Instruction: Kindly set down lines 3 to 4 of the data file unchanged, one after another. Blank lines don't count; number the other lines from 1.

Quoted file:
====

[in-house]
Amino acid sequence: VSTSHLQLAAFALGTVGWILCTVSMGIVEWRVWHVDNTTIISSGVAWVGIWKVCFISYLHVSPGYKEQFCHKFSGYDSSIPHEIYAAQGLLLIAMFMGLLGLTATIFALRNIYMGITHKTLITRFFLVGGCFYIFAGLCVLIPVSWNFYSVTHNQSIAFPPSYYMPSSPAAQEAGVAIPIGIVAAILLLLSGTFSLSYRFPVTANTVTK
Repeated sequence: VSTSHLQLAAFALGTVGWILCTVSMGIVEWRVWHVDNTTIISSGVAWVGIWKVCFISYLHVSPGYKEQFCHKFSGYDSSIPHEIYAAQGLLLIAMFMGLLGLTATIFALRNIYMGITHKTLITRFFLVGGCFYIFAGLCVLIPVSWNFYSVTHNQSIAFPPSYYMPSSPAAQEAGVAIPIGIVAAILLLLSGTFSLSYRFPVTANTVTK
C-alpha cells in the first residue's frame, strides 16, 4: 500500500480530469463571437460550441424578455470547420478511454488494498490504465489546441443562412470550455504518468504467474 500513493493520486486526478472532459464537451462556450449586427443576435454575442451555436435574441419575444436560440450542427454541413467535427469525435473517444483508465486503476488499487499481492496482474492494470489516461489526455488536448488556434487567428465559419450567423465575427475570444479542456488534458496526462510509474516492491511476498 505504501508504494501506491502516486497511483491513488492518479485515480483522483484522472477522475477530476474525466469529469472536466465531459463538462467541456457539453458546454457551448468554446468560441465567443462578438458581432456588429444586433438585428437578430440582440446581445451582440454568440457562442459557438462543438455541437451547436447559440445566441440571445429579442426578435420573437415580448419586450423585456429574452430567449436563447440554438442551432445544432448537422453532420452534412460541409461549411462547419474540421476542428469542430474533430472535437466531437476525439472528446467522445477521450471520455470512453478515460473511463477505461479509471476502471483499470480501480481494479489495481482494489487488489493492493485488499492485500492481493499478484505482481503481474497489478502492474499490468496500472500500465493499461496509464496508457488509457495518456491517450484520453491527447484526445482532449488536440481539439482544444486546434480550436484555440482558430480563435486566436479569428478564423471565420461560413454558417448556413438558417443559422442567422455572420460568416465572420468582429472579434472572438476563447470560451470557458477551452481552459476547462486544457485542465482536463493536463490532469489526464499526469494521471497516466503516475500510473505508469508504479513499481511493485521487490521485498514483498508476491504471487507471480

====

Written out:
Repeated sequence: VSTSHLQLAAFALGTVGWILCTVSMGIVEWRVWHVDNTTIISSGVAWVGIWKVCFISYLHVSPGYKEQFCHKFSGYDSSIPHEIYAAQGLLLIAMFMGLLGLTATIFALRNIYMGITHKTLITRFFLVGGCFYIFAGLCVLIPVSWNFYSVTHNQSIAFPPSYYMPSSPAAQEAGVAIPIGIVAAILLLLSGTFSLSYRFPVTANTVTK
C-alpha cells in the first residue's frame, strides 16, 4: 500500500480530469463571437460550441424578455470547420478511454488494498490504465489546441443562412470550455504518468504467474 500513493493520486486526478472532459464537451462556450449586427443576435454575442451555436435574441419575444436560440450542427454541413467535427469525435473517444483508465486503476488499487499481492496482474492494470489516461489526455488536448488556434487567428465559419450567423465575427475570444479542456488534458496526462510509474516492491511476498 505504501508504494501506491502516486497511483491513488492518479485515480483522483484522472477522475477530476474525466469529469472536466465531459463538462467541456457539453458546454457551448468554446468560441465567443462578438458581432456588429444586433438585428437578430440582440446581445451582440454568440457562442459557438462543438455541437451547436447559440445566441440571445429579442426578435420573437415580448419586450423585456429574452430567449436563447440554438442551432445544432448537422453532420452534412460541409461549411462547419474540421476542428469542430474533430472535437466531437476525439472528446467522445477521450471520455470512453478515460473511463477505461479509471476502471483499470480501480481494479489495481482494489487488489493492493485488499492485500492481493499478484505482481503481474497489478502492474499490468496500472500500465493499461496509464496508457488509457495518456491517450484520453491527447484526445482532449488536440481539439482544444486546434480550436484555440482558430480563435486566436479569428478564423471565420461560413454558417448556413438558417443559422442567422455572420460568416465572420468582429472579434472572438476563447470560451470557458477551452481552459476547462486544457485542465482536463493536463490532469489526464499526469494521471497516466503516475500510473505508469508504479513499481511493485521487490521485498514483498508476491504471487507471480